bash - superuser
micheal at tsgincorporated.com
Mon Dec 20 09:53:43 PST 2004
----- Original Message -----
From: "Joshua Lokken" <joshua.lokken at gmail.com>
To: "David Landgren" <david at landgren.net>
Cc: <freebsd-questions at freebsd.org>
Sent: Monday, December 20, 2004 11:04 AM
Subject: Re: bash - superuser
> On Mon, 20 Dec 2004 12:29:37 +0100, David Landgren <david at landgren.net>
> > Giuliano Cardozo Medalha wrote:
> > > Hi,
> > >
> > > I have a machine with FreeBSD 5.3 - release -p2.
> > >
> > > I have installed bash from ports.
> > >
> > > How is possible to use bash in root account ?
> > >
> > > Thanks a lot
> > Don't.
> > Leave /bin/sh as your shell.
> 'Leave' /bin/sh as your shell makes it sound like /bin/sh is the
> default root shell. Did this change in FreeBSD 5.x? It appears
> that in 4.x, the root shell is /bin/csh by default, which [I believe]
> is linked to /bin/tcsh.
> Joshua Lokken
> Open Source Advocate
csh is still the default root shell.
At one time, systems required multiple drives due to space. So, these
systems would have a partioning scheme such as:
hda0 - /
hda1 - /var
hda2 - /swap
hda3 - /usr
... and so on depending on their drive capacity at the time. Please keep in
mind that this OS (and it's ancestors) were running on systems that had
multiple drives with 20mb or less in their day. The tree has constantly
grown from those days. As such, many admins use this scheme today because
they either have used this scheme for 10's of years and don't wish to change
their ways. Personal and/or financial reasoning aside as to why they don't
wish to change is totally their decision.
Even so, there are some good points to this methodology. It provides the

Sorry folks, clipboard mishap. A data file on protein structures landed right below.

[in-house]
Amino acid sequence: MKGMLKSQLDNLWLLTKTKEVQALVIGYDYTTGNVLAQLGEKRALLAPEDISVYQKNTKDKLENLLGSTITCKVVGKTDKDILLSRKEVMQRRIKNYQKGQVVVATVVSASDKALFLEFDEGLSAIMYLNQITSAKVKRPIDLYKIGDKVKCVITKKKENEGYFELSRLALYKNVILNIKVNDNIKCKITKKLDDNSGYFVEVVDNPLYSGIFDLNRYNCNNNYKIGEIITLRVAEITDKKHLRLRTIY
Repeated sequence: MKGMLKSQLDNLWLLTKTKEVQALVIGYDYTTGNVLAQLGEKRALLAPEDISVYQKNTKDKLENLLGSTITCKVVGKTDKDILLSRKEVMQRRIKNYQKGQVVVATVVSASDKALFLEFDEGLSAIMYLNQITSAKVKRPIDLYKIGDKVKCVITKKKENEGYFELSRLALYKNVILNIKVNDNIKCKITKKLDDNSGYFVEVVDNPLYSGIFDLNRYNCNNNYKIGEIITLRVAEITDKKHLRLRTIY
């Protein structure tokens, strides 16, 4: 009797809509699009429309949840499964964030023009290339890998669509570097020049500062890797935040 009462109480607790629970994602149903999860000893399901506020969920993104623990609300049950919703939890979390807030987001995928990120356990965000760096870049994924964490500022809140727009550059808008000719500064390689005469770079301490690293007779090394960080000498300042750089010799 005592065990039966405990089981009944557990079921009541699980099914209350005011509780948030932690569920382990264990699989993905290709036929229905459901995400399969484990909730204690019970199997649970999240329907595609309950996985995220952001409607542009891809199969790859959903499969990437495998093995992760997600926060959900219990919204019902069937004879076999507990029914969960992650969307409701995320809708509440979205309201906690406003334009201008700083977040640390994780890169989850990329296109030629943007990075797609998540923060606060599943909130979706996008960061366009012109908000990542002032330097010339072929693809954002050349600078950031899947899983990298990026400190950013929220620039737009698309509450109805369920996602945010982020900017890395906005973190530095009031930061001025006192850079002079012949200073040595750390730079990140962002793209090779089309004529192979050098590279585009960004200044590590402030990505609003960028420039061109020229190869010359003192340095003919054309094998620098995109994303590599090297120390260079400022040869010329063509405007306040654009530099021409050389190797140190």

ability to not lose the entire system in the event of drive failure. In this
method, having the root shell on another partition invites failure for the
entire system should root's shell reside on a crashed / failed partition. No
root, no repair capability.
On the other hand, many admins use a system with a single drive in them and
use NIS/NFS as their userland drive space. Some may even have /usr/ itself
fed from NFS.
In either method, if you want to use anything other than csh, you will need
to move it to /bin. You want it to be uncorruptable in the event of breach.
So, if you still wish to use bash as the root shell, copy the executable
into /bin, add it to /etc/shells, and set it immutable ("chflags schg
/bin/bash") so that in the event of breach, the shell is still unable to be
modified and will be reachable in the event of NFS or partition failure.
With the state of drives, raid arrays, etc in todays world, either way will
work just as good as the other. Each person has their own preferences for
their own reasons.
Senior Communications Systems Engineer
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